In fact, it hangs together — and sustains for nearly an hour and a half — due to the sheer star power of Al Gore. And when we take a closer look, we see how hard Gore and his team at Participant Productions have tried to engage audiences.

The film, made on a budget of around US$1 million (modest by Hollywood standards) went on to earn US$49 million at the box office worldwide. As at late 2008, it ranks as the fourth-highest-grossing documentary film in the United States, after Fahrenheit 9/11, March of the Penguins and Sicko.

I first saw An Inconvenient Truth at a cinema in Virginia, USA, while it was still on its initial theatrical release in the Fall of 2006. I reviewed it in early 2007, and recently returned to discussing the film during a presentation I made to our Asia Pacific regional workshop on changing climate and moving images, held in Tokyo in early October 2008.

My thrust was: now that Al Gore and his film have helped turn the climate debate, how can we continue to use moving images in search of solutions? In other words, how do we stand on the shoulders of Al Gore?

Another excellent film on climate change

The Great Warming: Another excellent film on climate change

I looked back at Gore’s film and another excellent Canadian film that came out the same year, The Great Warming. Discussing their merits, I noted how both films appeal as much to our emotions as they do to our rational intellect. “Facts, figures and analysis alone cannot engage a diverse, sometimes sceptical or indifferent audience. That’s why they try a different approach: appealing to the emotions.”

Here are some excerpts from my remarks:

We often see environmental documentaries failing to engage audiences because they pack too much information, or worse, preach too heavily and directly. Some film-makers feel strongly that they must ‘inform and educate’ their viewers at all costs.

To engage people, both are needed

To engage people, both are needed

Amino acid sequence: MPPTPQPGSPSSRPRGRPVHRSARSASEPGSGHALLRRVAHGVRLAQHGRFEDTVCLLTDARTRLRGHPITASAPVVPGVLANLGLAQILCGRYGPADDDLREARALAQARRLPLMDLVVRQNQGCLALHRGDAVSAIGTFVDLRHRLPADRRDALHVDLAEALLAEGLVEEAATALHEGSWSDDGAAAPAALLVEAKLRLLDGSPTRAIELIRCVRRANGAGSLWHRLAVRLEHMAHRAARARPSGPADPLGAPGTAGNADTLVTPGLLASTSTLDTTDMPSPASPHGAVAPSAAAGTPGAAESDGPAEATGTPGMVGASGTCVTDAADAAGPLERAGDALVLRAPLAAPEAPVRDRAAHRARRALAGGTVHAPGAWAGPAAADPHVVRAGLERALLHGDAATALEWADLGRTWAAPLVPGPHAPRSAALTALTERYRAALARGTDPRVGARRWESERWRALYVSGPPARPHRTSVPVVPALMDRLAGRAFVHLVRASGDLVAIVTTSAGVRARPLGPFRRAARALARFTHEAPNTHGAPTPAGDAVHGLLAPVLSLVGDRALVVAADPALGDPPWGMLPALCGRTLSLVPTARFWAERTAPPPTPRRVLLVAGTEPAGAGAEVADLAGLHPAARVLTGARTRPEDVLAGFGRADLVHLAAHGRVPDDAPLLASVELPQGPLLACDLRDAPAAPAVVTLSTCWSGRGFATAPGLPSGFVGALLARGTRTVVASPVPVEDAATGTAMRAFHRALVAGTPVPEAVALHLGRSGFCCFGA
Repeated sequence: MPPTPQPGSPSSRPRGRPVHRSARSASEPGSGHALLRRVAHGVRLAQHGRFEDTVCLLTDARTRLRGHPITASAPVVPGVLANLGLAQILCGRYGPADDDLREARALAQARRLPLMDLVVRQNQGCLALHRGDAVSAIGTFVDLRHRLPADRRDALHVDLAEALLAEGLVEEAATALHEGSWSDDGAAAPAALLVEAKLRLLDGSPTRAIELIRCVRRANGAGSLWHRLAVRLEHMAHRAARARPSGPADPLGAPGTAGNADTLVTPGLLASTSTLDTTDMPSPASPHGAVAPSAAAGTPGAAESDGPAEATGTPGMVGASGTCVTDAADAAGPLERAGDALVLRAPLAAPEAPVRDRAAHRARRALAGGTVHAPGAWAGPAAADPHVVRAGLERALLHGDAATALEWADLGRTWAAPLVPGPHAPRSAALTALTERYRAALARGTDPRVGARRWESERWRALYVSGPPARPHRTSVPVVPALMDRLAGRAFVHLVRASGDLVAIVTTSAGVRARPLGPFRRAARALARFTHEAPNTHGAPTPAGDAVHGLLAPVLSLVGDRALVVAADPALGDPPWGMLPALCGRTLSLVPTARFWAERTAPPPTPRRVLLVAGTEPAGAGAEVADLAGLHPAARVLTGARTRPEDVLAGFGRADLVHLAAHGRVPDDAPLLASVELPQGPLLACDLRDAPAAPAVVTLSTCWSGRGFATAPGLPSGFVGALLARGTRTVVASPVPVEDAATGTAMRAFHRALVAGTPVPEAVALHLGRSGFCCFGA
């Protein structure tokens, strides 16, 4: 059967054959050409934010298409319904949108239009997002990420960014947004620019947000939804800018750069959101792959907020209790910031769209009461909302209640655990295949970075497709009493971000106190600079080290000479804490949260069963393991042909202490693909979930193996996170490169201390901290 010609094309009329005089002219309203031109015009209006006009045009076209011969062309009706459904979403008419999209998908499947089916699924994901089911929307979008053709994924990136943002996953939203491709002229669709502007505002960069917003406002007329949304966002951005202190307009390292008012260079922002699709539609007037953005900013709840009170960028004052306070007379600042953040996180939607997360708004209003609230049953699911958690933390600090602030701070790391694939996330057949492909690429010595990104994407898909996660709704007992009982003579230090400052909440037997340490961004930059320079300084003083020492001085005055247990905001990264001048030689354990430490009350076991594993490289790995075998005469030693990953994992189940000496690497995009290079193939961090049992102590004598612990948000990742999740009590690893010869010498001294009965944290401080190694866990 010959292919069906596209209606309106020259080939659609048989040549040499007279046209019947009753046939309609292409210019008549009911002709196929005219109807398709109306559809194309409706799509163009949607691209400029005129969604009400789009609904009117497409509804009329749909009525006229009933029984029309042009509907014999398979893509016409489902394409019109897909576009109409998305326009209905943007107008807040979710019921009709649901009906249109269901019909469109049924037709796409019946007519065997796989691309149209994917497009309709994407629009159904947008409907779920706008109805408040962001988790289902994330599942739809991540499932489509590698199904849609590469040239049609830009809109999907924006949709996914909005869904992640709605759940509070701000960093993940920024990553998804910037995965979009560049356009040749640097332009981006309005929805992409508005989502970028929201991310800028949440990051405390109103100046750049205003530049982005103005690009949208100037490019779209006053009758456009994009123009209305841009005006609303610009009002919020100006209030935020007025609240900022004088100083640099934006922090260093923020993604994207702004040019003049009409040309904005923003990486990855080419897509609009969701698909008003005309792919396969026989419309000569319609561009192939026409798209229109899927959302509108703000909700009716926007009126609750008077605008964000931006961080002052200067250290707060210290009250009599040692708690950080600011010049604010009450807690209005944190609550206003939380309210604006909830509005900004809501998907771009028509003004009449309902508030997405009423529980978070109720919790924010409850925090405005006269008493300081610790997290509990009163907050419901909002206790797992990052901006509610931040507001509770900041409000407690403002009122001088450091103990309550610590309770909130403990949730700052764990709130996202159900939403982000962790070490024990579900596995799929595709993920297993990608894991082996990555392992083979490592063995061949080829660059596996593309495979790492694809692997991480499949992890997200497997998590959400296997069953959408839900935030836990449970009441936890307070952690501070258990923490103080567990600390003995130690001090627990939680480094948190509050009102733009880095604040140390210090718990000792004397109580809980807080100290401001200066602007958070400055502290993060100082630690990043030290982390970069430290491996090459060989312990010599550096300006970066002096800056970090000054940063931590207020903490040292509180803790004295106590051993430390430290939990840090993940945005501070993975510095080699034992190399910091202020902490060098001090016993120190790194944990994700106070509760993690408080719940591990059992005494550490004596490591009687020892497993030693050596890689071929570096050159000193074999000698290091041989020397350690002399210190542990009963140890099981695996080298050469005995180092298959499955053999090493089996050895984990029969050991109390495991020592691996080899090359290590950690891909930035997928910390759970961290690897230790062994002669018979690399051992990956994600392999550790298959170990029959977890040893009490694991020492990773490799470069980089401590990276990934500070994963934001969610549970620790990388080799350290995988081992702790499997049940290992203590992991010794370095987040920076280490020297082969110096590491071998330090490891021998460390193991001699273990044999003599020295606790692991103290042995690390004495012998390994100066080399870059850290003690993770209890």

It’s story telling that works best with moving images –- and what better stories to tell than the personalised ones of real people dealing with real world problems and challenges?

With ‘moving images, moving people’ as our slogan, we at TVE Asia Pacific believe in the power of well-made films to reach out to people’s hearts and minds.

Our experience shows that moving images can indeed move people, but only when:
• They are used in the right context;
• They form part of a bigger effort or campaign;
• Audio-visual’s strengths are maximised; and
• Audio-visuals limitations are properly recognised.

It’s the combination of broadcast and narrowcast spheres that has a better chance of changing people’s attitudes and, ultimately, their behaviour.

Read the full presentation here:

Leave a Reply

Fill in your details below or click an icon to log in: Logo

You are commenting using your account. Log Out /  Change )

Google photo

You are commenting using your Google account. Log Out /  Change )

Twitter picture

You are commenting using your Twitter account. Log Out /  Change )

Facebook photo

You are commenting using your Facebook account. Log Out /  Change )

Connecting to %s

This site uses Akismet to reduce spam. Learn how your comment data is processed.

<span>%d</span> bloggers like this: